The Chinese Room
There are indications that there were trade links between various Chinese coastal cities and coastal Middle Eastern cities prior to the introduction of Islam but records of such are limited. According to local lore and certain scholars in China, the first Muslims from Arabia arrived in Chang an, the capital of the Tang Empire, in AD 629 although there is no clear evidence for this claim. The Muslims in China however, hold this to be a fact. Again, according to local lore in the Muslim community in China, the first mission included Sa’ad ibn Abi Waqqas, a relative of the Prophet Muhammed (PBUH). There are other sources that indicate that the first formal introduction of Islam to china occurred when the third Caliph, Othman, dispatched an official delegation in the year AD 651, with the purpose of introducing Islam to the Chinese. However, the first Arab delegation officially mentioned in Chinese records arrived in AD 713, when an envoy was presented at court who refused to kowtow to the Emperor because he would only bow to God. The Tang Emperor did not kill him as “a difference in the court etiquette of foreign countries ought not to be considered a crime.” A second ambassador sent in AD 726 did kowtow and was presented with gifts of honour by the Emperor. Chinese Muslim tradition and local lore states that, six years after the arrival of Saad ibn Abi Waqqas in Guangzhou, he received permission from the Tang emperor to build a mosque and this led to the construction of the Huaisheng mosque.
Arabic script in China is called Sini. It is a distinctive combination of Arabic writing with a Chinese style. The script originated in eastern China where there are examples of it on tombstones and the interiors of mosques. There are also early copies of the Holy Qur’an in this script as well as ceramics. When Islam first arrived in China, Arabic writing was introduced. The script then continued to develop through to the Ming dynasty when Sini reached its apogee and Chinese Muslims started to develop their own distinct style. Arabic and Chinese are two of the most important calligraphic art forms and Sini script is the product of the marriage of these. The script is Arabic but the tools are Chinese as is the “soul” of this form of writing. In terms of style, the closest Middle Eastern script to Sini is the thuluth, which is a cursive script that was in wide use in Persia and Central Asia especially during the Ilkhanid period in the 14th century AD. Thuluth became a standard script, being used for inscriptions in mosques in Persia and Central Asia, and 14th century AD stone inscriptions found on tombstones in Quanzhou in China show the introduction of this style into China.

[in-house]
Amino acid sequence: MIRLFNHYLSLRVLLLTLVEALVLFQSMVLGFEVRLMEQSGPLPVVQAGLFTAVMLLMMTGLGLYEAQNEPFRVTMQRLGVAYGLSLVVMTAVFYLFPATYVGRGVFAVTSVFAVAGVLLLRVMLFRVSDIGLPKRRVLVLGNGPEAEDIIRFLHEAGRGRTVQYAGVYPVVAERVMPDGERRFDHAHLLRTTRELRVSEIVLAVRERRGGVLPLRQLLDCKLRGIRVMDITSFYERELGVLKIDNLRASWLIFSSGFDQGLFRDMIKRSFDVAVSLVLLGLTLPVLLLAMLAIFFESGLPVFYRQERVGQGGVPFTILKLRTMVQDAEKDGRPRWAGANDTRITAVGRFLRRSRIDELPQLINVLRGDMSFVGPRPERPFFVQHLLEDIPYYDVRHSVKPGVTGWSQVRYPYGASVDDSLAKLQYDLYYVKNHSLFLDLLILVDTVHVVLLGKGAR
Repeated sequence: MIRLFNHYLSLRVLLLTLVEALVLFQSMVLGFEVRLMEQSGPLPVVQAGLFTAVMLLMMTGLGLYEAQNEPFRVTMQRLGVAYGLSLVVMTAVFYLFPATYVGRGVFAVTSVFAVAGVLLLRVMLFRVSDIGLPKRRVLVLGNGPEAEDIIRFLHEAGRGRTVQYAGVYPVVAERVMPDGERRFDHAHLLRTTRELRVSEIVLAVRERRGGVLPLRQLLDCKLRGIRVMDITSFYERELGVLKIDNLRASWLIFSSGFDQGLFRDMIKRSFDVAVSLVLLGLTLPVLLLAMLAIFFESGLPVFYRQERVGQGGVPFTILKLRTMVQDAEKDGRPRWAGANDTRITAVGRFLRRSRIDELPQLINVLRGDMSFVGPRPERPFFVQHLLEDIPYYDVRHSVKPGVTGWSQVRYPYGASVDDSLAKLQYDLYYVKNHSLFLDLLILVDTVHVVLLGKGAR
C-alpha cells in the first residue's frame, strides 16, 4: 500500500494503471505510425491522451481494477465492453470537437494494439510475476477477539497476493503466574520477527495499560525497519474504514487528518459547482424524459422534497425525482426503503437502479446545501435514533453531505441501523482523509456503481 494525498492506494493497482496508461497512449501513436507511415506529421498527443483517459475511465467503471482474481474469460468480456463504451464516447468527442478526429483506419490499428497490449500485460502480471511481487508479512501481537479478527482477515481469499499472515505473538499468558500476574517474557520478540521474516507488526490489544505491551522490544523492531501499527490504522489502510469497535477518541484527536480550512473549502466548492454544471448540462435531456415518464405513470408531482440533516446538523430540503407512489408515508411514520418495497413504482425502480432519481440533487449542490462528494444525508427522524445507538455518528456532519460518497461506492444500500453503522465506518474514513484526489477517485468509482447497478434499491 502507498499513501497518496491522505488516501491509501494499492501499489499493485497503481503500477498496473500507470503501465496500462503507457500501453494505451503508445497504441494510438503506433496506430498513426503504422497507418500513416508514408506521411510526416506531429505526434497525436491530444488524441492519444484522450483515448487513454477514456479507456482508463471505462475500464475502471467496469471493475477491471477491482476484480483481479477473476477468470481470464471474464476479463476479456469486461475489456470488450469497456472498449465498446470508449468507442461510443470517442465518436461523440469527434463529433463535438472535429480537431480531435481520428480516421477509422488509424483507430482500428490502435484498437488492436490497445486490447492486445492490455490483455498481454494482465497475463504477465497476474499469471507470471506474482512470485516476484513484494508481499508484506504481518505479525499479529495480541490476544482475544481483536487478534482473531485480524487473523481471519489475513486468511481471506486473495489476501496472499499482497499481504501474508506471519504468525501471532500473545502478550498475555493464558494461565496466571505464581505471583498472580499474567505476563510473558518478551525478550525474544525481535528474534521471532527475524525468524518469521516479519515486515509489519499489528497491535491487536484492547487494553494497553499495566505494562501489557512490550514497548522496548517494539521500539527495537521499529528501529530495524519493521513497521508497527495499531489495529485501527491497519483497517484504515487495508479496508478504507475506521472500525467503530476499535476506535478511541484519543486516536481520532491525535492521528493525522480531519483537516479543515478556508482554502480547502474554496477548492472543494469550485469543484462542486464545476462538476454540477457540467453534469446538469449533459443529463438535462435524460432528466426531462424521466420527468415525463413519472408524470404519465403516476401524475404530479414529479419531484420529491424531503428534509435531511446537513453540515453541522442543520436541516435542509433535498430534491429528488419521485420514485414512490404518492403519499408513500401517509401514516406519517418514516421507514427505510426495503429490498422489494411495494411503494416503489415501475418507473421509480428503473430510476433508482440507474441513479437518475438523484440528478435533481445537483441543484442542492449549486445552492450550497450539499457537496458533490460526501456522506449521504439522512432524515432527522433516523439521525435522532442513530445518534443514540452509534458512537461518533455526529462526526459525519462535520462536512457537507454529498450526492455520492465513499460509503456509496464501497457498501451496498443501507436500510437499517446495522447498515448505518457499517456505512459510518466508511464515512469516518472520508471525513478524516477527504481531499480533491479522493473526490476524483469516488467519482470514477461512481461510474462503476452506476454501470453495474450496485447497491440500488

The Mongol Yuan period in China was particularly significant for influences on Arabic script in China. As a consequence of the close relationship of the Yuan rulers with the Muslim community, various influences were brought in from the western regions and it was at this time that thuluth and muhaqqaq writing started to become more prevalent. At the start of the Ming dynasty, the emperor decided to sinicise the Hui community. This, along with restrictions on trade and travel, ended the close links between the Mongol rule of China and its own Muslim community and those of Central and Western Asia. As a result, the practices and traditions of the Hui community, including their Arabic writing, became isolated and started to develop along independent lines. During this period, distinct Chinese Islamic traditions of writing began to develop, including the practice of writing Chinese using the Arabic script (xiaoerjing) and distinctly Chinese forms of decorative calligraphy.
There has been increased interest in Sini calligraphy over the last 20 to 30 years and one of the most renowned contemporary Sini calligraphers today is Mi Guangjiang or Hajji Noordeen as he is more commonly known. He is considered a leader in this field as well as being a scholar and a researcher in Islamic Culture in China.
The Tareq Rajab Museum of Islamic Calligraphy possesses a gallery specialised in Sini script. Visitors can see examples of most of various styles implemented by Chinese Islamic calligraphers beyond straight forward Arabic Sini, which are used in combined calligraphy, works of Chinese symbolism, Qurans in classic Sini script, books with Chinese annotation and ceramics. These objects date predominantly to the Qing period of China, however, there are a number of exceptions, particularly in the ceramics section.